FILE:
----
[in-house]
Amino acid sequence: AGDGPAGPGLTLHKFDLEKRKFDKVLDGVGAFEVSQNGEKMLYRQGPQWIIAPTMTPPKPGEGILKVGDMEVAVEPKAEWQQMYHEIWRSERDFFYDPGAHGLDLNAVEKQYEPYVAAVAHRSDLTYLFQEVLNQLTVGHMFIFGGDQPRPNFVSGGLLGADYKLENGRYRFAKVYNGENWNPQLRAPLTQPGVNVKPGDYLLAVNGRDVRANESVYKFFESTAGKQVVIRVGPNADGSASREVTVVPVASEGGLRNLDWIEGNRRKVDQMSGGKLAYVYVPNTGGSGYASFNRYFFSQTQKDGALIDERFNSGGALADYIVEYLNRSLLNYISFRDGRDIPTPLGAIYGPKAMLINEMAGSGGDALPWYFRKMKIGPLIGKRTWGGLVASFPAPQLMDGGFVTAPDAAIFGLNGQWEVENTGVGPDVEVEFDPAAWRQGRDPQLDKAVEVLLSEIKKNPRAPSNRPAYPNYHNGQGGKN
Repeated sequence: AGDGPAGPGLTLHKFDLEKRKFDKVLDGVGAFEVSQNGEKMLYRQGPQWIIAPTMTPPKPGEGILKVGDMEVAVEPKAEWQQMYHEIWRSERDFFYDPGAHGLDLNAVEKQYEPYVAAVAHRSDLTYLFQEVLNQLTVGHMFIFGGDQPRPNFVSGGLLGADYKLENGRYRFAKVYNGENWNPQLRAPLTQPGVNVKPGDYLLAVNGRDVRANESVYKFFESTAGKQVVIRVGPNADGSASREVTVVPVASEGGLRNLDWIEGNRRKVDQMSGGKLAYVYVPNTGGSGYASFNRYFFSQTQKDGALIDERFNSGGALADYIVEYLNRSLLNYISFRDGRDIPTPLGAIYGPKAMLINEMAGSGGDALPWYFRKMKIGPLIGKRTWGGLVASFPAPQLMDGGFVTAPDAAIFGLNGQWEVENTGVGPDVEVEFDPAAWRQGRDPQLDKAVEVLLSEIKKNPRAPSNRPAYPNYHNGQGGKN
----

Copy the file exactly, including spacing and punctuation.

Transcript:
[in-house]
Amino acid sequence: AGDGPAGPGLTLHKFDLEKRKFDKVLDGVGAFEVSQNGEKMLYRQGPQWIIAPTMTPPKPGEGILKVGDMEVAVEPKAEWQQMYHEIWRSERDFFYDPGAHGLDLNAVEKQYEPYVAAVAHRSDLTYLFQEVLNQLTVGHMFIFGGDQPRPNFVSGGLLGADYKLENGRYRFAKVYNGENWNPQLRAPLTQPGVNVKPGDYLLAVNGRDVRANESVYKFFESTAGKQVVIRVGPNADGSASREVTVVPVASEGGLRNLDWIEGNRRKVDQMSGGKLAYVYVPNTGGSGYASFNRYFFSQTQKDGALIDERFNSGGALADYIVEYLNRSLLNYISFRDGRDIPTPLGAIYGPKAMLINEMAGSGGDALPWYFRKMKIGPLIGKRTWGGLVASFPAPQLMDGGFVTAPDAAIFGLNGQWEVENTGVGPDVEVEFDPAAWRQGRDPQLDKAVEVLLSEIKKNPRAPSNRPAYPNYHNGQGGKN
Repeated sequence: AGDGPAGPGLTLHKFDLEKRKFDKVLDGVGAFEVSQNGEKMLYRQGPQWIIAPTMTPPKPGEGILKVGDMEVAVEPKAEWQQMYHEIWRSERDFFYDPGAHGLDLNAVEKQYEPYVAAVAHRSDLTYLFQEVLNQLTVGHMFIFGGDQPRPNFVSGGLLGADYKLENGRYRFAKVYNGENWNPQLRAPLTQPGVNVKPGDYLLAVNGRDVRANESVYKFFESTAGKQVVIRVGPNADGSASREVTVVPVASEGGLRNLDWIEGNRRKVDQMSGGKLAYVYVPNTGGSGYASFNRYFFSQTQKDGALIDERFNSGGALADYIVEYLNRSLLNYISFRDGRDIPTPLGAIYGPKAMLINEMAGSGGDALPWYFRKMKIGPLIGKRTWGGLVASFPAPQLMDGGFVTAPDAAIFGLNGQWEVENTGVGPDVEVEFDPAAWRQGRDPQLDKAVEVLLSEIKKNPRAPSNRPAYPNYHNGQGGKN